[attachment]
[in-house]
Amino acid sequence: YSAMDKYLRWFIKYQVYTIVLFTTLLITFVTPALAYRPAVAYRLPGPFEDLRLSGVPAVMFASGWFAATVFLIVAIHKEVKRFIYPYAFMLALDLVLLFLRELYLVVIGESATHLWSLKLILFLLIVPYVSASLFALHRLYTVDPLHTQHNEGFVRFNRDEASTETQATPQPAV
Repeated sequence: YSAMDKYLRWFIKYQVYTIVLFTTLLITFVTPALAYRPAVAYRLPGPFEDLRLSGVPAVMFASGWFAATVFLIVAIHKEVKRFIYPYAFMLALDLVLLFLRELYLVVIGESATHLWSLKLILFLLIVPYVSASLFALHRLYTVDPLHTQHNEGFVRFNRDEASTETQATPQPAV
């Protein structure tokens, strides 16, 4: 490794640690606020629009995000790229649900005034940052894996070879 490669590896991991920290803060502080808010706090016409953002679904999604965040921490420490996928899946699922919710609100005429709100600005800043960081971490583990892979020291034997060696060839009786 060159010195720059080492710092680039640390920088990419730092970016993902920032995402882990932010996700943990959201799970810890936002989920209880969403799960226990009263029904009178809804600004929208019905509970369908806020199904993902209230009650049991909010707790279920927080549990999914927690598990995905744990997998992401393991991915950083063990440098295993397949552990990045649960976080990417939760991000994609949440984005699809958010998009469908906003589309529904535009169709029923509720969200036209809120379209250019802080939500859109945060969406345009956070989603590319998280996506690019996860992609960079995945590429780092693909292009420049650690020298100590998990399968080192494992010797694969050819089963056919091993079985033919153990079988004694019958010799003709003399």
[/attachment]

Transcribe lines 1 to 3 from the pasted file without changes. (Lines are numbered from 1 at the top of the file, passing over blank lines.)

[in-house]
Amino acid sequence: YSAMDKYLRWFIKYQVYTIVLFTTLLITFVTPALAYRPAVAYRLPGPFEDLRLSGVPAVMFASGWFAATVFLIVAIHKEVKRFIYPYAFMLALDLVLLFLRELYLVVIGESATHLWSLKLILFLLIVPYVSASLFALHRLYTVDPLHTQHNEGFVRFNRDEASTETQATPQPAV
Repeated sequence: YSAMDKYLRWFIKYQVYTIVLFTTLLITFVTPALAYRPAVAYRLPGPFEDLRLSGVPAVMFASGWFAATVFLIVAIHKEVKRFIYPYAFMLALDLVLLFLRELYLVVIGESATHLWSLKLILFLLIVPYVSASLFALHRLYTVDPLHTQHNEGFVRFNRDEASTETQATPQPAV